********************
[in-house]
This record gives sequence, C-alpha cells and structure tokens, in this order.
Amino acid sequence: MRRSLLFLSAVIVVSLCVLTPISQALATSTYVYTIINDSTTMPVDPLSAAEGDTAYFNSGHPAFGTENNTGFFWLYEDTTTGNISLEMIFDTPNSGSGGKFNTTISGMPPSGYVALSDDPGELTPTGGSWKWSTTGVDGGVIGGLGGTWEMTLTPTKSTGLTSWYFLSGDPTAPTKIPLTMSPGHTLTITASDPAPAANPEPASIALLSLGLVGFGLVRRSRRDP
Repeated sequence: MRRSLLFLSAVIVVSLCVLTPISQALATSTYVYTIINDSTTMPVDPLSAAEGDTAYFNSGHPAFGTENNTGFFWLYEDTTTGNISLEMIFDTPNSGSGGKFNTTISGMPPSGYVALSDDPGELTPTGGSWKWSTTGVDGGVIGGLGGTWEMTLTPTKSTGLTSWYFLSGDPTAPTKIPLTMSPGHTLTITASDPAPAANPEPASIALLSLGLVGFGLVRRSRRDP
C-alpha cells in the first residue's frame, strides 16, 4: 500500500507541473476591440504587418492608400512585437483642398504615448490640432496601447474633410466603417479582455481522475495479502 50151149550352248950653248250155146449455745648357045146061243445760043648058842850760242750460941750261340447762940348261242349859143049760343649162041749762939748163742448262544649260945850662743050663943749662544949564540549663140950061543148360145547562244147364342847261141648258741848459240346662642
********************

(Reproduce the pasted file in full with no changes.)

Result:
[in-house]
This record gives sequence, C-alpha cells and structure tokens, in this order.
Amino acid sequence: MRRSLLFLSAVIVVSLCVLTPISQALATSTYVYTIINDSTTMPVDPLSAAEGDTAYFNSGHPAFGTENNTGFFWLYEDTTTGNISLEMIFDTPNSGSGGKFNTTISGMPPSGYVALSDDPGELTPTGGSWKWSTTGVDGGVIGGLGGTWEMTLTPTKSTGLTSWYFLSGDPTAPTKIPLTMSPGHTLTITASDPAPAANPEPASIALLSLGLVGFGLVRRSRRDP
Repeated sequence: MRRSLLFLSAVIVVSLCVLTPISQALATSTYVYTIINDSTTMPVDPLSAAEGDTAYFNSGHPAFGTENNTGFFWLYEDTTTGNISLEMIFDTPNSGSGGKFNTTISGMPPSGYVALSDDPGELTPTGGSWKWSTTGVDGGVIGGLGGTWEMTLTPTKSTGLTSWYFLSGDPTAPTKIPLTMSPGHTLTITASDPAPAANPEPASIALLSLGLVGFGLVRRSRRDP
C-alpha cells in the first residue's frame, strides 16, 4: 500500500507541473476591440504587418492608400512585437483642398504615448490640432496601447474633410466603417479582455481522475495479502 50151149550352248950653248250155146449455745648357045146061243445760043648058842850760242750460941750261340447762940348261242349859143049760343649162041749762939748163742448262544649260945850662743050663943749662544949564540549663140950061543148360145547562244147364342847261141648258741848459240346662642